7.3.3. Practical More often than not, the developers of complexity-bound arithmetics have also been motivated by the potential of practical applications in computer science. Here we quote Schwichtenberg's [Sch06] words:  ‘It is well known that it is undecidable in general whether a given program meets its specification. In contrast, it can be checked easily by a machine whether a formal proof is correct, and from a constructive proof one can automatically extract a corresponding program, which by its very construction is correct as well. This at least in principle opens a way to produce correct software, e.g. for safety-critical applications. Moreover, programs obtained from proofs are “commented” in a rather extreme sense. Therefore it is easy to apply and maintain them, and also to adapt them to particular situations.’ In a more ambitious and, at this point, somewhat fantastic perspective, after developing reasonable theorem-provers, CoL-based efficiency-oriented systems can be seen as declarative programming languages in an extreme sense, where human “programming” just means writing a formula expressing the problem whose efficient solution is sought for systematic usage in the future. That is, a program simply coincides with its specification. The compiler’s job would be finding a proof (the hard part) and translating it into a machine-language code (the easy part). The process of compiling could thus take long but, once compiled, the program would run fast ever after.

What matters in applications like the above, of course, is the intensional rather than extensional strength of a theory. The greater that strength, the better the chances that a proof/program will be found for a declarative, ad hoc or brute force specification of the goal. Attempts to put an intensionally weak theory (regardless of its extensional strength) to practical use would usually necessitate some pre-processing of the goal, such as expressing it through a certain standard-form Σ1-formula. But this sort of pre-processing often essentially means already finding --- outside the formal system --- a solution of the target problem or, at least, already finding certain insights into such a solution. 

In this respect, CLA11 is exactly what we need. Firstly, because it is easily, “mechanically” adjustable to a potentially infinite variety of target complexities that one may come across in real life. It allows us to adequately capture a complexity class from that variety without any preliminary complexity-theoretic knowledge about the class, such as knowledge of some complete problem of the class (yet another sort of “pre-processing”) as required by the approaches in the style of [Clo92] or [Coo10]. All relevant knowledge about the class is automatically extracted by the system from the definition (ad hoc description) of the class, without any need to look for help outside the formal theory itself. Secondly, and more importantly, CLA11 fits the bill because of its intensional strength, which includes the full deductive power of PA and which is only limited by the Goedel incompleteness phenomenon. Even when the theory possesses no arithmetical knowledge on top of what is implied by the Peano axioms, is still provides “practically full” information about computability within the corresponding complexity constraints. This is in the same sense as PA, despite Goedel’s incompleteness, provides  “practically full” information about arithmetical truth. Namely, if a formula F is not provable in the theory, it is unlikely that anyone would find an algorithm solving the problem expressed by F within the required complexity restrictions: either such an algorithm does not exist, or showing its correctness requires going beyond ordinary combinatorial reasoning formalizable in PA.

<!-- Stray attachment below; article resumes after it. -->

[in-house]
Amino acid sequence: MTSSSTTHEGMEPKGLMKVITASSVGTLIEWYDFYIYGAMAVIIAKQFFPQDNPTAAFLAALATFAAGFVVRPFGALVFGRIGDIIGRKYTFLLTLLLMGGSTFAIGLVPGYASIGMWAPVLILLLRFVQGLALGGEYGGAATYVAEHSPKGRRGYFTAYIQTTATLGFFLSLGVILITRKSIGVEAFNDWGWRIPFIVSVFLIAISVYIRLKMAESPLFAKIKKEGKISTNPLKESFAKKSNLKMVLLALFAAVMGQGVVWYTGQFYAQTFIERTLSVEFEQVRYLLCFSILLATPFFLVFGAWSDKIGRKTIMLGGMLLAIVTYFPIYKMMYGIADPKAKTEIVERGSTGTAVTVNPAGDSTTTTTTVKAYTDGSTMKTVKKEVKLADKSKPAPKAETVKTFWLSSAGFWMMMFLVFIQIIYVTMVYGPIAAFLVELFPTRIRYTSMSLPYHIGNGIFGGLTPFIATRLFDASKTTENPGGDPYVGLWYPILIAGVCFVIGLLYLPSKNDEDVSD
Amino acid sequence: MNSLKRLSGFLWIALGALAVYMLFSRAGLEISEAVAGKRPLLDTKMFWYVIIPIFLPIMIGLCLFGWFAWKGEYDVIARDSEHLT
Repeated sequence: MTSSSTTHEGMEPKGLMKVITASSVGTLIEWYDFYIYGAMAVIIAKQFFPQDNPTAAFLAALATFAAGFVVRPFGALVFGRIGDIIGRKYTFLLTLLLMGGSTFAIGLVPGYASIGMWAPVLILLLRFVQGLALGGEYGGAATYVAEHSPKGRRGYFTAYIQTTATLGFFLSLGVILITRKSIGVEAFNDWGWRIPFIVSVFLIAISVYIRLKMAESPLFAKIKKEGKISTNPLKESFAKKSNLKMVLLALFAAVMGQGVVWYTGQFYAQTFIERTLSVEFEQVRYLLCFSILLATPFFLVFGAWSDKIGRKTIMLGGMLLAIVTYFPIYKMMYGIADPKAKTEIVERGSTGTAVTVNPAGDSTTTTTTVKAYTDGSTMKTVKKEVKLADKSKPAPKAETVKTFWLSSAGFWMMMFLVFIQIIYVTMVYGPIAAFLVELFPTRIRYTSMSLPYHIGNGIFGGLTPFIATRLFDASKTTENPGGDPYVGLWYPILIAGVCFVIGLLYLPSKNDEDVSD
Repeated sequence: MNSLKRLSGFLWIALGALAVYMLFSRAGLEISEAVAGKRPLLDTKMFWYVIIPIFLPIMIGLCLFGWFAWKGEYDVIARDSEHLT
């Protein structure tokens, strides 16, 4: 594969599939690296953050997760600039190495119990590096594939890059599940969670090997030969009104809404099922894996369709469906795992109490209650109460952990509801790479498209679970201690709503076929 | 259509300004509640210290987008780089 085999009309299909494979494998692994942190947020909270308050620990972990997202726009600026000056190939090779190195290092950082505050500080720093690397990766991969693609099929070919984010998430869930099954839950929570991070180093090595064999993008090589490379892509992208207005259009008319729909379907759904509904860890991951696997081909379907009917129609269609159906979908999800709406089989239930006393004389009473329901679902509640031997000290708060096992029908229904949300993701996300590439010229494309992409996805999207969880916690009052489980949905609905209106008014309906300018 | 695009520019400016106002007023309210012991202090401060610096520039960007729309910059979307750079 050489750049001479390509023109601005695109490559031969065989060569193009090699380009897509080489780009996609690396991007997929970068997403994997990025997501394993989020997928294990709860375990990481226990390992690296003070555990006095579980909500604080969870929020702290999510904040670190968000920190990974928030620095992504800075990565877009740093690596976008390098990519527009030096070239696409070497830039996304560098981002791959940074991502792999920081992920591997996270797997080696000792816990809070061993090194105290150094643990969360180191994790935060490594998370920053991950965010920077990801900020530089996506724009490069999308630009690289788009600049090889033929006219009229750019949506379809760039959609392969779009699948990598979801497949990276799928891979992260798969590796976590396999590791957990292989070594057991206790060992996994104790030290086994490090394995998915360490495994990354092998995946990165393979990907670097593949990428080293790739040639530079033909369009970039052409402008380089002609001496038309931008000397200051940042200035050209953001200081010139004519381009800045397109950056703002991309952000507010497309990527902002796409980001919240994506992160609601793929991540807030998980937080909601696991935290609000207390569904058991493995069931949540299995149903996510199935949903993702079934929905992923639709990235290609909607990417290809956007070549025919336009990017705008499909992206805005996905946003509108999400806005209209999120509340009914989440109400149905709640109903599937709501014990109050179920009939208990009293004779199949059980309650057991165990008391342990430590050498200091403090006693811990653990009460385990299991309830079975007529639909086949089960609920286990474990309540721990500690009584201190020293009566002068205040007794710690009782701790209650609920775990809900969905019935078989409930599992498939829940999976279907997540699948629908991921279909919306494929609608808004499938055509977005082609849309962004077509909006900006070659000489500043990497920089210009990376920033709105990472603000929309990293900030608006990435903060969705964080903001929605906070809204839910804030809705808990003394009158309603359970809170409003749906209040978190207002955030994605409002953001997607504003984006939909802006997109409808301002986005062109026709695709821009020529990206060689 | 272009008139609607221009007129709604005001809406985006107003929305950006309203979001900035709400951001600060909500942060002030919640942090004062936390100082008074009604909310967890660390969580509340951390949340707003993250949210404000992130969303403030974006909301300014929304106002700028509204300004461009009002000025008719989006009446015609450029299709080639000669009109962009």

7.4 Common preliminaries for all our theories of clarithmetic

All systems of clarithmetic presented on this website have the same language, obtained from the language of CL12  by removing all nonlogical predicate letters, removing all constants but 0, and removing all but the following three function letters:

  • successor, unary. We write tʹ for successor(t).
  • sum, binary. We write t1+t2 for sum(t1,t2).
  • product, binary. We write t1t2 for product(t1,t2).

Let us call this language L. Throughout the rest of Section 7, unless otherwise specified or implied by the context, when we say “formula”, it is to be understood as formula of L. As always, sentences are formulas with no free occurrences of variables. An L-sequent is a sequent all of whose formulas are sentences of L. For a formula F, F means the -closure of F, i.e., x1xnF, where x1,…,xn are the free variables of F listed in their lexicographic order. Similarly for F, F, F.  

A formula is said to be elementary iff it contains no choice operators. We will be using the lowercase p, q,… as metavariables for elementary formulas. This is as opposed to the uppercase letters E,F,G,…, which will be used as metavariables for any (elementary or nonelementary) formulas.